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Patricia Beaman

Teacher

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Patricia Beaman is an Artist-in-Residence at Wesleyan University, and an Adjunct Professor in Dance History at New York University's Tisch School of the Arts and The New School.  She received her B.F.A. in Dance from the University of Michigan and her M.A. in Dance History from the Gallatin School of NYU.  As a member of Catherine Turocy’s New York Baroque Dance Company since 1984, she has toured throughout the United States, Mexico, Puerto Rico, and Europe.  In addition to numerous dance programs, she has appeared in over fifteen opera-ballets with the company, and as a guest artist with Ars Antiqua, Louis Louis, and Brooklyn Friends Ensemble. Ms. Beaman has choreographed for French historical plays by Moliére, Marivaux, and Beaumarché, as well as Italian Commedia dell’arte. She has been reconstructing and performing theatrical passacailles from 18th century Feuillet-Beauchamp notation, first with Ms. Turocy, and subsequently with independent dance scholars in Europe such as Alan Tjaarda Jones, Ann Jacoby, and Deda Cristina Colonna.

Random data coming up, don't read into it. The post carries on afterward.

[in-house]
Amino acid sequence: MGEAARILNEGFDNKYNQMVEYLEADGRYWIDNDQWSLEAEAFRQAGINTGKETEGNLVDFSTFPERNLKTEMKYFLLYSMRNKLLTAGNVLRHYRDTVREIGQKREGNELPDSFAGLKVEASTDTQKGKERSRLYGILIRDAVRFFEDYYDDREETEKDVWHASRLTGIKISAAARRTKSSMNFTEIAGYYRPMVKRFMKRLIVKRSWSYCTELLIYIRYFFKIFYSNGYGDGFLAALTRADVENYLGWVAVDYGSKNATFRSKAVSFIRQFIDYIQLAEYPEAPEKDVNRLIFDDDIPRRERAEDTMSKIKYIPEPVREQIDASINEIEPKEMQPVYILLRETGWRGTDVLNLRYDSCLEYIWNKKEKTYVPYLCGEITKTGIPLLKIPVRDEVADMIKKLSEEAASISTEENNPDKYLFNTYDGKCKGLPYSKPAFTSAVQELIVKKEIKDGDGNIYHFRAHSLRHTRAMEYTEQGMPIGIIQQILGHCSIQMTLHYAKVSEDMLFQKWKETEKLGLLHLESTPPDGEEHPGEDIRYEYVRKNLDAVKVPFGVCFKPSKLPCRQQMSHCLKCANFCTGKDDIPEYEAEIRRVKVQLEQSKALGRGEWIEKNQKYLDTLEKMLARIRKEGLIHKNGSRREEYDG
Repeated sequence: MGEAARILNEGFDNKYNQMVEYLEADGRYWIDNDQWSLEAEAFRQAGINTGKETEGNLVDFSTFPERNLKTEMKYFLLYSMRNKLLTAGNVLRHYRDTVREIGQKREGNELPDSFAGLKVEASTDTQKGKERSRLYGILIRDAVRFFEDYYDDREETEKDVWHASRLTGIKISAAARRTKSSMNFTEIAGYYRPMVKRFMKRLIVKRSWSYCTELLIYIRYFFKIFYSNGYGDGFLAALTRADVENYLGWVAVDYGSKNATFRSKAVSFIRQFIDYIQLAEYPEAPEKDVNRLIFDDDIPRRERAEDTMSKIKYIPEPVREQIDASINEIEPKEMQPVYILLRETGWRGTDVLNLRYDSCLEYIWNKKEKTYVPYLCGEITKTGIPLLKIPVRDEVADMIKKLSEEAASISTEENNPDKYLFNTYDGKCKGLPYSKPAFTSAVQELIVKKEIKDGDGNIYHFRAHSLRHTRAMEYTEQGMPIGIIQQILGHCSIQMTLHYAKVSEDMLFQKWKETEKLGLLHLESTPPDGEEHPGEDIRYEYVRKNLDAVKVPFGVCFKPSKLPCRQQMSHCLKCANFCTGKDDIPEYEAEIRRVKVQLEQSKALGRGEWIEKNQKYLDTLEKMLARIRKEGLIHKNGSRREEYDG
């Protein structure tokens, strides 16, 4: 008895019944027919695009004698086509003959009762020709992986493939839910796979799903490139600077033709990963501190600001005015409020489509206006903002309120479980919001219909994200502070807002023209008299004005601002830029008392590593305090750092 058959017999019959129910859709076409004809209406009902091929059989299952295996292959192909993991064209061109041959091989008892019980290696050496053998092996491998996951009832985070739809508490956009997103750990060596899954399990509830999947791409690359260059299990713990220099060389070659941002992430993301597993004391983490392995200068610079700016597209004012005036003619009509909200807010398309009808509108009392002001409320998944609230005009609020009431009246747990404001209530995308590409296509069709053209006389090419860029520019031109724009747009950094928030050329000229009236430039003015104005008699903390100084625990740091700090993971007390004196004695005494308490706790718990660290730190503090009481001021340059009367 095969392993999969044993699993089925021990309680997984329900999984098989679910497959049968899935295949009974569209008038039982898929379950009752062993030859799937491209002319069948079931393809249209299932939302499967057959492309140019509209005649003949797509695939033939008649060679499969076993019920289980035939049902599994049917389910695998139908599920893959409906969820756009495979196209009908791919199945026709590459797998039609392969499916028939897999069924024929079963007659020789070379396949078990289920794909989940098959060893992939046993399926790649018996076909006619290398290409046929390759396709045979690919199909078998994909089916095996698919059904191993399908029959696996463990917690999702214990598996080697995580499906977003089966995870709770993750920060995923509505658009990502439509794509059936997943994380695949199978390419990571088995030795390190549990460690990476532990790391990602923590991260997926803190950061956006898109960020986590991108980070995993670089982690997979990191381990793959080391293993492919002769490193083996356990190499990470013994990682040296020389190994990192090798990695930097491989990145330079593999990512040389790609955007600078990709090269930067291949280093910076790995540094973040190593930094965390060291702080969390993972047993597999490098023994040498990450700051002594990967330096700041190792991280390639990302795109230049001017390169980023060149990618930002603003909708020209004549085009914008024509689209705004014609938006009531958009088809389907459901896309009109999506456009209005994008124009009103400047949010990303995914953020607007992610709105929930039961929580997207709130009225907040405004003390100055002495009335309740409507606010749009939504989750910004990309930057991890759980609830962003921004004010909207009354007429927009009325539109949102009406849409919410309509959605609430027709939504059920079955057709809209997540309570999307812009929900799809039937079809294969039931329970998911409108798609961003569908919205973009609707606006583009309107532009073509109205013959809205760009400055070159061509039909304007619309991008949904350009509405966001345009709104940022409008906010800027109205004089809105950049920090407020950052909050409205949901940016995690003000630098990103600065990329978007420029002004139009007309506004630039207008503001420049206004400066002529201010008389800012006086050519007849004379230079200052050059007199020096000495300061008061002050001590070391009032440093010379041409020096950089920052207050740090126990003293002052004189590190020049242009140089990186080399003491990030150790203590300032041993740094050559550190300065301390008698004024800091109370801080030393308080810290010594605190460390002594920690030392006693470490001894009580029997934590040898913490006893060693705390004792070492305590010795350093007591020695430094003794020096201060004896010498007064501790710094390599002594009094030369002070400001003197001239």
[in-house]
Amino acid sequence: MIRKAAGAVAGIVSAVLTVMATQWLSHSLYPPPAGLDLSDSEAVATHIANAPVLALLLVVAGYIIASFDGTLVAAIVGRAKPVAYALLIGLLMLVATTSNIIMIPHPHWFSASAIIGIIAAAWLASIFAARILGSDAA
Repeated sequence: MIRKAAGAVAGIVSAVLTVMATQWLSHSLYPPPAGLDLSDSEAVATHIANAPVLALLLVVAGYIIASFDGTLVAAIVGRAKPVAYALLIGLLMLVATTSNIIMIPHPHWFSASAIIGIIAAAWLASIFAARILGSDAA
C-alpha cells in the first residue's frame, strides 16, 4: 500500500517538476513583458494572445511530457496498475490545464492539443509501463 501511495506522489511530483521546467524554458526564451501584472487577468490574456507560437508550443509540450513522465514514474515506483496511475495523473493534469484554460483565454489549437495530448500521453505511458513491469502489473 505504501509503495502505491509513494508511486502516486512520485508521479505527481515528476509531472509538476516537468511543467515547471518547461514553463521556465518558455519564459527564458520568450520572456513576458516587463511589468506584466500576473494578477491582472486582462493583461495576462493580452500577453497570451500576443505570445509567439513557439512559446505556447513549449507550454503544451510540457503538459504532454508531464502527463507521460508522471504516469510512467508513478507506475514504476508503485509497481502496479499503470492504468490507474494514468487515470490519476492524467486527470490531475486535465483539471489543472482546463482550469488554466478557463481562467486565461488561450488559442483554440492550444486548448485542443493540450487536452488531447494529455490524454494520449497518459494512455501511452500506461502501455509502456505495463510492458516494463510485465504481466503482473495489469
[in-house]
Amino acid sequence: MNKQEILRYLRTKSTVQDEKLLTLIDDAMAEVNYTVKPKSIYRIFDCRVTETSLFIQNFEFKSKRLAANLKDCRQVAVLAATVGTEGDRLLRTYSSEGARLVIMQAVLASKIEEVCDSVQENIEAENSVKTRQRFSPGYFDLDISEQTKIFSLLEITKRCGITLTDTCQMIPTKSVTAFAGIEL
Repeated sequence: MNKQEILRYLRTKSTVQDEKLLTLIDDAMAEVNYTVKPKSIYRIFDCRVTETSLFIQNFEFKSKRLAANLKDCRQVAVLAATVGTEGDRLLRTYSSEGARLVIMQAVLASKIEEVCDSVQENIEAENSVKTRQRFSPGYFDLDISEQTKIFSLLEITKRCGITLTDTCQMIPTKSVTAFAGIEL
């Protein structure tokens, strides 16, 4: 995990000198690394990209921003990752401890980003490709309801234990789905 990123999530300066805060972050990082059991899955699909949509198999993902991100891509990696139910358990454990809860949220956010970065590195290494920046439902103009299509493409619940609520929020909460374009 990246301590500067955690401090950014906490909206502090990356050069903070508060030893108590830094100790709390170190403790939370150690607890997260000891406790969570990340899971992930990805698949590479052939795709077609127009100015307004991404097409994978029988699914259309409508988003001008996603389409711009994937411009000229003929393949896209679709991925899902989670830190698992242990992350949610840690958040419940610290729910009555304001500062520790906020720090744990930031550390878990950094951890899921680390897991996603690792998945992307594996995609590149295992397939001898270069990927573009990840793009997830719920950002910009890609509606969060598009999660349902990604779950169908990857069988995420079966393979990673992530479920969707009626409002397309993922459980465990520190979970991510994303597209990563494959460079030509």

Ms. Beaman’s solo triptych, Goddess, Siren, Monster, which will premiere in Spring of 2009, features her neo-baroque staging of the passacailles of Venus, Armide, and Scylla. The first section, Accumulating Venus, was presented in Avignon, France, and at the Mark Morris Theater in 2007.  The second, Armide Undone, was presented in the Soaking Wet Festival in 2008.  

In addition to her work in Baroque dance, Ms. Beaman has also choreographed and performed modern dance, and taught contemporary partnering in the United States and Europe. She recently received a Mellon grant to reconstruct choreographer Yvonne Rainer’s Trio A and Chair/Pillow, Postmodern works from the Judson Church era. She is currently researching the juxtaposition of the formulaic similarities between 18th century French theatrical dances and those of analytic Postmodern dance of the 1960s.  Her dance articles have appeared in Dance Research Journal, The NY State Encyclopedia of the Arts, and The Book of Knowledge.

Courses

History of Dance
Why Dance Matters